There's no single standard for how someone conducts a job interview.
Some interviews focus on your skills while others may examine how you handle various situations, or push to figure out more about your personality than your work background. It's possible a job interviewer will pepper you with trick questions or that he or she will take it easy on you.
There are some clear things to never do during a job interview, but actually landing a job may require more than just avoiding making a major mistake. In some interviews you will also have to navigate your way around traps set for you by the interviewer.
Below three Motley Fool writers share some potential traps that may be sprung upon you or ones you may walk into on your own. These won't help you deal with every possible interview trap, but they will keep you from falling into some common ones.
What are your biggest strengths and weaknesses?
Selena Maranjian: When you're asked in an interview what your biggest strengths and weaknesses are, it can turn into an opportunity to shine or it can turn out to be a trap that you fall into.
It doesn't have to be a trap. Interviewers want to know what you're good and bad at, as they try to determine how good a fit you'll be for the job and for the company, too. They are also looking for red flags or reasons to eliminate you from consideration, as they narrow down their candidates.
The strengths part of the question can be relatively easy, as long as you keep the position in mind. If you explain that you excel at teamwork but the job entails little of that, it's not going to help you much. Think about what skills are needed for the job and what you bring to the table. List relevant skills, ideally offering some examples of how you've employed them. For example, if you're a terrific project manager, describe how you successfully managed a particular project.
When it comes to weaknesses, of course you don't want to confess to being lazy, disorganized, or perpetually late. The interviewer is looking for honesty and is interested in how you answer the tricky question, so saying you can't think of any weaknesses won't fly, either. Instead, think of some weaknesses that can also be strengths, weaknesses that you can overcome, or weaknesses that wouldn't matter for the job.
For example, you might cite your impatience and how it spurs you to get jobs done as quickly as possible or how your attention to detail sometimes slows you down, but also leads to cleaner work. If you can explain how you're working on and improving any weakness, that can be a plus.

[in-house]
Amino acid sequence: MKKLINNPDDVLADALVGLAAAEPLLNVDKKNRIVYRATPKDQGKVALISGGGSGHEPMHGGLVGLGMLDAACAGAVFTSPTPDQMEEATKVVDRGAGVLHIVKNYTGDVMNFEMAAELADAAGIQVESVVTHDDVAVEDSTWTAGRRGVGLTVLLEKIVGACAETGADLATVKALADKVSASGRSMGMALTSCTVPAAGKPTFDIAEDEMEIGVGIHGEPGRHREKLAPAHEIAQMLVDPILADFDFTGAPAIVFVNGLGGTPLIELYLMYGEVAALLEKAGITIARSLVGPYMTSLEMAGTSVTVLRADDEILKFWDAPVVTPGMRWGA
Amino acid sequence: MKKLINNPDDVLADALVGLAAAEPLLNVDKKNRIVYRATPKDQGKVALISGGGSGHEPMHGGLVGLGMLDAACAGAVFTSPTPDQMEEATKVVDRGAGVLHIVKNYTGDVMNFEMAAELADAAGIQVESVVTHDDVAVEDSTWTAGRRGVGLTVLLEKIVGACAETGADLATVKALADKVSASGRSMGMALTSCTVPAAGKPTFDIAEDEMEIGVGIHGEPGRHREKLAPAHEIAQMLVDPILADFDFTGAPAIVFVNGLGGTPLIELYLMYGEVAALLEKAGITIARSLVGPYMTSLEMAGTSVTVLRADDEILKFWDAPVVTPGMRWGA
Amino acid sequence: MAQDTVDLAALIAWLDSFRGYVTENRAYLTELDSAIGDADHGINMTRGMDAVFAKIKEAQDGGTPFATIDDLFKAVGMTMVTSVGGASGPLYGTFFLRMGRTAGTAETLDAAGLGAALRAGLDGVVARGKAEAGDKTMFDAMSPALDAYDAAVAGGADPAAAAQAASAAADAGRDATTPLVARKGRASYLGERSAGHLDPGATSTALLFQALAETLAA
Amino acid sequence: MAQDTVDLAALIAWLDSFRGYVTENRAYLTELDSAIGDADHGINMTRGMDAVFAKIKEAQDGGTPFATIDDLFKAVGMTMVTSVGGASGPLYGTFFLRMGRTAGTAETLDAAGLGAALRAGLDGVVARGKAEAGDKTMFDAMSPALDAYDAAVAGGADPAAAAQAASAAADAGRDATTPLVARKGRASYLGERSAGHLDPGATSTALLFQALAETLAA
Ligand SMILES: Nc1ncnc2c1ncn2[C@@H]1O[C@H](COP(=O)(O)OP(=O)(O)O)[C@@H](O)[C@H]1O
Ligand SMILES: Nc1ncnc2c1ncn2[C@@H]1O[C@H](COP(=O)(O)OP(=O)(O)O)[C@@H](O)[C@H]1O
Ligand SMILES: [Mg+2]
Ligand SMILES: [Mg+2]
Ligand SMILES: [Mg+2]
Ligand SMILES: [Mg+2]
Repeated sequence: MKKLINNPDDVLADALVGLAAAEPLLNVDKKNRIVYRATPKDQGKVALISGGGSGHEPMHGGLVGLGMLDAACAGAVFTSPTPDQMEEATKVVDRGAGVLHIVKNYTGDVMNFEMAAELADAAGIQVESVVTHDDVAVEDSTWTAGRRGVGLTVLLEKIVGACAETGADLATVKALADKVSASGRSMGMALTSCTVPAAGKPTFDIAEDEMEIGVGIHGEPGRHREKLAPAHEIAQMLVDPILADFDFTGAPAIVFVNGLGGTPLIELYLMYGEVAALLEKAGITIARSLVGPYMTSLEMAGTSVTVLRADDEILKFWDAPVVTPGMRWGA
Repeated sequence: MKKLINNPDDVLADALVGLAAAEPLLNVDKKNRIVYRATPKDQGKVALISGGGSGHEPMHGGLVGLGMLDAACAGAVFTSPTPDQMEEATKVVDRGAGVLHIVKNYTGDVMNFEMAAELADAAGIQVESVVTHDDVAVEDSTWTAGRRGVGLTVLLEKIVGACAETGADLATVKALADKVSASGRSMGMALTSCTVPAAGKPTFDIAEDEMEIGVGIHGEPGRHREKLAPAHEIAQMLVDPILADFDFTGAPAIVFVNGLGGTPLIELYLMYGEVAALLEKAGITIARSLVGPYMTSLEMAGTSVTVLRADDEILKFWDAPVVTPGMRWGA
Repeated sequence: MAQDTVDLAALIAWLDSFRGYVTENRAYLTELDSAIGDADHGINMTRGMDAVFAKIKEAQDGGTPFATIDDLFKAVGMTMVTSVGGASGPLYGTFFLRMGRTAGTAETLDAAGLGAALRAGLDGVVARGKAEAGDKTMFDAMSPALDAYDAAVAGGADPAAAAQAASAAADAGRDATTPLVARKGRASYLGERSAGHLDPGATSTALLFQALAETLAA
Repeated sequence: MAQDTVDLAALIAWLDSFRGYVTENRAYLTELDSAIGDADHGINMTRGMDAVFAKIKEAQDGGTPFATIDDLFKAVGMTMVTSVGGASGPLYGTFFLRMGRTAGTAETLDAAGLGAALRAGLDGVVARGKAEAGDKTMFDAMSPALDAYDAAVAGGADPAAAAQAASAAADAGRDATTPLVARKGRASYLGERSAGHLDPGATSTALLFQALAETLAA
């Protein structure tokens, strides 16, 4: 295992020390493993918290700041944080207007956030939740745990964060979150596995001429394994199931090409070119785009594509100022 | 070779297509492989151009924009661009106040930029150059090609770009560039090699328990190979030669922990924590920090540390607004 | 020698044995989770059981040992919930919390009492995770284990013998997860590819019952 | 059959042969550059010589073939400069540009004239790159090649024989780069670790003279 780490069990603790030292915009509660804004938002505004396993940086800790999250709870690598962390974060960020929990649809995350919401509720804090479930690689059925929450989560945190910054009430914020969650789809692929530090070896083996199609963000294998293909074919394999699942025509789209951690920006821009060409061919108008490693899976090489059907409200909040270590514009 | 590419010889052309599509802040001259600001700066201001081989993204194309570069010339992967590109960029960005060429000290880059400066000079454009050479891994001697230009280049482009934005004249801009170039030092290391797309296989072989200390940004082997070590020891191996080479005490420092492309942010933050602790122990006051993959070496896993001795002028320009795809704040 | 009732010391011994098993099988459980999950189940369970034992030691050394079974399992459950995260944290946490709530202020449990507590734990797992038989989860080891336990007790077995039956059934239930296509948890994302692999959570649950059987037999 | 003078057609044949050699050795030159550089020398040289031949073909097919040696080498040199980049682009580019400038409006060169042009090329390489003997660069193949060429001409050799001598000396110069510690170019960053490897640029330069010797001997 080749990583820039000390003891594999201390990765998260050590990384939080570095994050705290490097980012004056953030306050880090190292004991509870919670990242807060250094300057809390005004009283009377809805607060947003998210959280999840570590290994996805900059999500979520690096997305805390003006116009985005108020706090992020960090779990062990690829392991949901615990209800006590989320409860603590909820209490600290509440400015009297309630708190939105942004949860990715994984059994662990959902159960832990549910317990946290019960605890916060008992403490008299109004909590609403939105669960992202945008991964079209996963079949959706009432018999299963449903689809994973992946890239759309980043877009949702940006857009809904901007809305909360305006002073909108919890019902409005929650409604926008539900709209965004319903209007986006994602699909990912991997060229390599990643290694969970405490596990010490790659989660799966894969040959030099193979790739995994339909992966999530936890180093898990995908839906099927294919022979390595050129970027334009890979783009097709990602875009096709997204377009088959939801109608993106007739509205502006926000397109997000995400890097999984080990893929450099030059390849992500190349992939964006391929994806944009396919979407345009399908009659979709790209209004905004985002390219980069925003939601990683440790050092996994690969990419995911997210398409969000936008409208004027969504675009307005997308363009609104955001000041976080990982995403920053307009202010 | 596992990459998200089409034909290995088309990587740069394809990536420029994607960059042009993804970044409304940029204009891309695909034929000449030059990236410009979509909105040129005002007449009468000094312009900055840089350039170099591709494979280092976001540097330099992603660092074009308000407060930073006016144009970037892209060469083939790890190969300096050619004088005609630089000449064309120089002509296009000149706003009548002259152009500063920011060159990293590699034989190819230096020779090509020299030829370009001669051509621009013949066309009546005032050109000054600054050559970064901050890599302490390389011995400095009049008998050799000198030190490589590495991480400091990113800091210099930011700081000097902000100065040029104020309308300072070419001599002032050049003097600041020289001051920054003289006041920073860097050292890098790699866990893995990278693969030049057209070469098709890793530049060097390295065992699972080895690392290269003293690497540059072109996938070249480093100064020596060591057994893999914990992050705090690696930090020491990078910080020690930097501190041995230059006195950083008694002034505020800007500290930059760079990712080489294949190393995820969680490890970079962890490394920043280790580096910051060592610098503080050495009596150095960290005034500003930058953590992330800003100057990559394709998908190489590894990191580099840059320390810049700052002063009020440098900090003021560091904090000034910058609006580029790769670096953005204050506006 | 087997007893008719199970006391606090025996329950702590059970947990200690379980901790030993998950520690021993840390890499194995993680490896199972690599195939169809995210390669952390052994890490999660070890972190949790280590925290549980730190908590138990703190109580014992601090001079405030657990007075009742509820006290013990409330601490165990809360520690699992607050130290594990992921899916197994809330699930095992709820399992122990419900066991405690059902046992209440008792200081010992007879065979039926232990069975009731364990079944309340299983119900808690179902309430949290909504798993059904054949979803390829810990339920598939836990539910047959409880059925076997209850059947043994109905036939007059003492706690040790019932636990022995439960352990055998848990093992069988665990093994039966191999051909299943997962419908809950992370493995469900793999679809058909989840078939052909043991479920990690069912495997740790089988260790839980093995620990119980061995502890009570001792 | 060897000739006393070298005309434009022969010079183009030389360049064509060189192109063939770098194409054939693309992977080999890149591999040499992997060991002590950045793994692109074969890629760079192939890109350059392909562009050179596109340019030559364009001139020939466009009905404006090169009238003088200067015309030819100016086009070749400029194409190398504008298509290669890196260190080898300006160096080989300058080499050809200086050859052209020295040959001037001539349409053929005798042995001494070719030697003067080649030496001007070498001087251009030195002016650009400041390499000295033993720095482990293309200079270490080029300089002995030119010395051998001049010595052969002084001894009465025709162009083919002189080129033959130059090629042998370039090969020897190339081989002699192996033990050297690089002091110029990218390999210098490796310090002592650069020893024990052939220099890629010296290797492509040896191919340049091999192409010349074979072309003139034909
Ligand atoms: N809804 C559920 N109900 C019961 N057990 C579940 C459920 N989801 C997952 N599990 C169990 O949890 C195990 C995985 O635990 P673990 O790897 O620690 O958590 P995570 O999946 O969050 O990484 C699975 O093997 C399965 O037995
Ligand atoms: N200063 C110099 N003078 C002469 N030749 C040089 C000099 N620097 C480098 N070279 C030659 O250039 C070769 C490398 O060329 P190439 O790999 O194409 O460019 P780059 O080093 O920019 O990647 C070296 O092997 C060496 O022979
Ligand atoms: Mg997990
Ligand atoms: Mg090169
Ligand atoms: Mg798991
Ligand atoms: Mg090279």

Above all, be prepared for this kind of question, so you're ready to answer it well when it's asked.
Don't be coy with salary demands
Maurie Backman: Candidates are often advised never to discuss salary early on in the interview process. But what happens when the person interviewing you asks about your salary requirements point blank?
It's a tricky situation to be in, because while you don't want to sell yourself short, you also don't want to throw out a number that's out of your interviewer's budget, and get yourself instantly disqualified in the process. That said, you can answer the dreaded salary question and come away unscathed. Rather than throw out a number on the spot, prepare for this question by doing your research. Sites like Salary.com and Glassdoor let you see the going rates for employees based on factors such as job title, years of experience, and geographic location.
Once you get a ballpark estimate of how much salary to expect, answer the question with a range rather than a hard number. It also never hurts to mention that you're flexible on salary (if you indeed are), and that you're willing to look at compensation as a whole rather than fixate on a single number. This will give your interviewer a degree of reassurance that you're open to negotiation.
Of course, if you have an ultimate bottom line you can't compromise on, it pays to be up-front about it. Though you don't want to ruin your chances of landing what could be a great job opportunity, if the salary just isn't where you need it to be, there's no sense in wasting your time, nor that of the company interviewing you. You're far better off moving on and finding a role that will pay you what you're looking for.
Don't just say what they want to hear
Daniel B. Kline: Many years back I interviewed for a job where I had some pretty strong insight into how the person at the top of the department felt things should go. I mostly bought into that vision, but certainly had my own take on certain things.
During my interview process with some of the boss' staff, I answered questions about where I saw the product going using his ideas, not my own. I presented answers that I agreed with, but weren't my genuine opinion.
Delivering the message I thought the interviewers wanted to hear made me sound perhaps less than genuine. It also put me in a position where I stepped on the toes of some people above my potential boss who did not share the same ideas. That might have been OK if I had my own take and reasoning for why I thought of things that way, but offering a watered down version of someone else's ideas mostly made me come off poorly.
My example may be a bit specific, but it touches upon an important general idea. Be yourself and answer with full honesty because, if you don't, you may get a job you're not a good fit for and end up unhappy.
It's great to stress your open-mindedness and willingness to work with other people's ideas. But, if you really answer a question in a way that shows you won't be a good match for the company's direction, it's better everyone knows that up front.
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